by Gus Iversen
, Editor in Chief | November 19, 2014
From the October 2014 issue of HealthCare Business News magazine
Born at the stroke of midnight in the middle of a thunderstorm,
the eccentric Nikola Tesla embodied the archetypical “mad scientist” more thoroughly than perhaps anyone else in modern history. To imagine him alone in his laboratory playing obsessively with fiery bolts of electricity is to conjure images of Shelley’s Dr. Frankenstein.
It was in Tesla’s honor that the measurement unit for magnetic field strength was named after him in 1960. A typical refrigerator magnet, for example, is 5 millitesla. In 2000, a group of physicists from the Netherlands were awarded the Nobel Prize for levitating a frog with 16 Tesla. More practically, anyone familiar with MR knows that today’s market is smattered with 1.5 Tesla offerings, while higher end 3 Tesla magnets are paving the way for the future of MR scanners.
Siemens Healthcare is currently offering a 3T, 128 channel, 80/200 gradient coil scanner called MAGNETOM Prisma. Titan 3T is a high field, state of the art, wide bore MR scanner from Toshiba Healthcare. It allows large field body imaging without dialectic shading and also off-center imaging which provides improved homogeneity for imaging large fields. GE Healthcare has the Discovery MR750w 3T, and Philips Healthcare has the 3T Ingenia.
For those who need to move fast and expand clinical capabilities -- and would love new equipment -- the uCT 550 Advance offers a new fully configured 80-slice CT in up to 2 weeks with routine maintenance and parts and Software Upgrades for Life™ included.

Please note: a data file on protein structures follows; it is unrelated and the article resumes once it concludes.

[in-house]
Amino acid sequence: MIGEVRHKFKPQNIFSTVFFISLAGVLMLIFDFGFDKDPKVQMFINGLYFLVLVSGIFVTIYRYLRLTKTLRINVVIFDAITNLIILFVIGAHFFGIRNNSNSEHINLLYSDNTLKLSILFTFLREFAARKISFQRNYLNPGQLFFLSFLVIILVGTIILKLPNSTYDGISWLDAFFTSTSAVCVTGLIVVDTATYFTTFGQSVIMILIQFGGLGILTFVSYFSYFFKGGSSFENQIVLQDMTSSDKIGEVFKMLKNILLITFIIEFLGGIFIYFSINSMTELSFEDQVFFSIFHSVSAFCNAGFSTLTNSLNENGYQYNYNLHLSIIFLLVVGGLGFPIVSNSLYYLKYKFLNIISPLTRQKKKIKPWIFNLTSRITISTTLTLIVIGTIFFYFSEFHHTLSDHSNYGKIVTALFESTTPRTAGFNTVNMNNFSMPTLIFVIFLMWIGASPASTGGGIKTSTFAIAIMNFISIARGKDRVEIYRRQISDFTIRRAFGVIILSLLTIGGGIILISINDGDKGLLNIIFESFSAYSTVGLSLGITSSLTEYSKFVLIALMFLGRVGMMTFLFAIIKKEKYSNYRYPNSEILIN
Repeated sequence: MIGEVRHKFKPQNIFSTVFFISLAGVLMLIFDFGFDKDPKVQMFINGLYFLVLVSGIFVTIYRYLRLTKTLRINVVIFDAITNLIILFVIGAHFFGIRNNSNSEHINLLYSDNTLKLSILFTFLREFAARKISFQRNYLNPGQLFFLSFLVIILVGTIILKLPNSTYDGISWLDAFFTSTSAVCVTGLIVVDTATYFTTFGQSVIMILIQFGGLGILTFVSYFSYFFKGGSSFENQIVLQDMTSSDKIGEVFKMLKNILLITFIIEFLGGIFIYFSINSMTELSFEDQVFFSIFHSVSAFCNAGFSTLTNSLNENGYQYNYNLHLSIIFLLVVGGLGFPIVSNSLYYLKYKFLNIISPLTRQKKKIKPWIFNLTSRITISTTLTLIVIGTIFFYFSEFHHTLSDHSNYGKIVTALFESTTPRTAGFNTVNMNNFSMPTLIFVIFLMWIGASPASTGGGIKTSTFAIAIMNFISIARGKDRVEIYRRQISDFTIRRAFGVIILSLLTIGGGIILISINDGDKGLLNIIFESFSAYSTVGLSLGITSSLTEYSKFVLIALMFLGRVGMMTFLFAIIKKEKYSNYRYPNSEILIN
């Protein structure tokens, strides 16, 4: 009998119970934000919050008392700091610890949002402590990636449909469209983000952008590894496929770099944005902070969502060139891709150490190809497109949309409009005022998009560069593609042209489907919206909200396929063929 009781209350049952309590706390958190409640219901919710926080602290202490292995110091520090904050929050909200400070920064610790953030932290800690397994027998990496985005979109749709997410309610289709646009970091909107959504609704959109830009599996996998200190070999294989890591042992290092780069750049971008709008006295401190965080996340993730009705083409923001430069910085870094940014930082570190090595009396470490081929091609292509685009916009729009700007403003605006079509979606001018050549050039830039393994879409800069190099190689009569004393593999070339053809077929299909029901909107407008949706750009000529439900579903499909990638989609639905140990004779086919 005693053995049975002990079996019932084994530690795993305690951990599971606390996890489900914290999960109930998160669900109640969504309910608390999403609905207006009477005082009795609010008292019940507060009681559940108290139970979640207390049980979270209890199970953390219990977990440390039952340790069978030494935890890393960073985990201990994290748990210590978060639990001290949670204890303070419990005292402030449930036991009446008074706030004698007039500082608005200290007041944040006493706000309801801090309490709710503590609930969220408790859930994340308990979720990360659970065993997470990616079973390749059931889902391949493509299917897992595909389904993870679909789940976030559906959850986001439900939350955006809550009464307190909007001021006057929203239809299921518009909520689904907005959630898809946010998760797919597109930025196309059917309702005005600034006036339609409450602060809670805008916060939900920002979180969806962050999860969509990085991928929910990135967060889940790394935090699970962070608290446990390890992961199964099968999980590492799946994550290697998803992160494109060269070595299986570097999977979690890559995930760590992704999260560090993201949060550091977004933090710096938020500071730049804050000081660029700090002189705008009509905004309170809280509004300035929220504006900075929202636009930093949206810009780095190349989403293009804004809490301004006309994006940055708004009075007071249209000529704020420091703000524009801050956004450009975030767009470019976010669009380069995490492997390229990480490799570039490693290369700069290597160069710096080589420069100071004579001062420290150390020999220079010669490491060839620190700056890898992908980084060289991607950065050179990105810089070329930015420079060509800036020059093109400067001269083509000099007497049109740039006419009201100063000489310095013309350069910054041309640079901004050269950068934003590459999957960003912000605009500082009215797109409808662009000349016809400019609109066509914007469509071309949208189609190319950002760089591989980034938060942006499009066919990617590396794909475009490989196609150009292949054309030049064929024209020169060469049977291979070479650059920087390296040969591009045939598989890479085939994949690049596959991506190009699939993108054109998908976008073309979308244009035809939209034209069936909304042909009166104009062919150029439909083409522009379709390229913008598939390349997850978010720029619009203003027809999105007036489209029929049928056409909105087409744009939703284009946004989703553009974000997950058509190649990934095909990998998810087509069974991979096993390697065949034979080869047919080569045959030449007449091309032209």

However, just because groundbreaking technology exists doesn’t mean it is reaching patients. A recent report suggests one in five MR scanners in Europe is over ten years old. State-side, CMS reimbursement continues to incur cuts, making certain MR procedures less desirable for clinicians. Getting the latest MR technology into care centers is just one issue out of many.
Breakthroughs are happening in other fields of MR too. New ways of watching how the brain reacts to stimulants, elaborate medical theaters allowing for surgery to take place alongside MR, and new cold heads are emerging that reduce helium boil off within the system.
Coils are changing, too. ScanMed, a coil manufacturer and repair company, has just introduced a one of a kind, wearable prostate coil. The diaper-like coil is called Procure, which is an acronym for prostate, rectum, ovaries, cervix, uterine, and reproductive organs—all of which can be imaged with the coil.
What would Nikola Tesla think of all this?
Intraoperative MR: seeing when it matters most
The naked eye cannot always distinguish healthy brain tissue from the lesions that needs to be surgically removed. For decades, MR has been useful in addressing this problem, but only recently have physicians started to verify the success of their work before suturing their incisions. Therein lies the essential benefit of intraoperative MR imaging, (iMRI) and new ground is being broken to make it more accessible.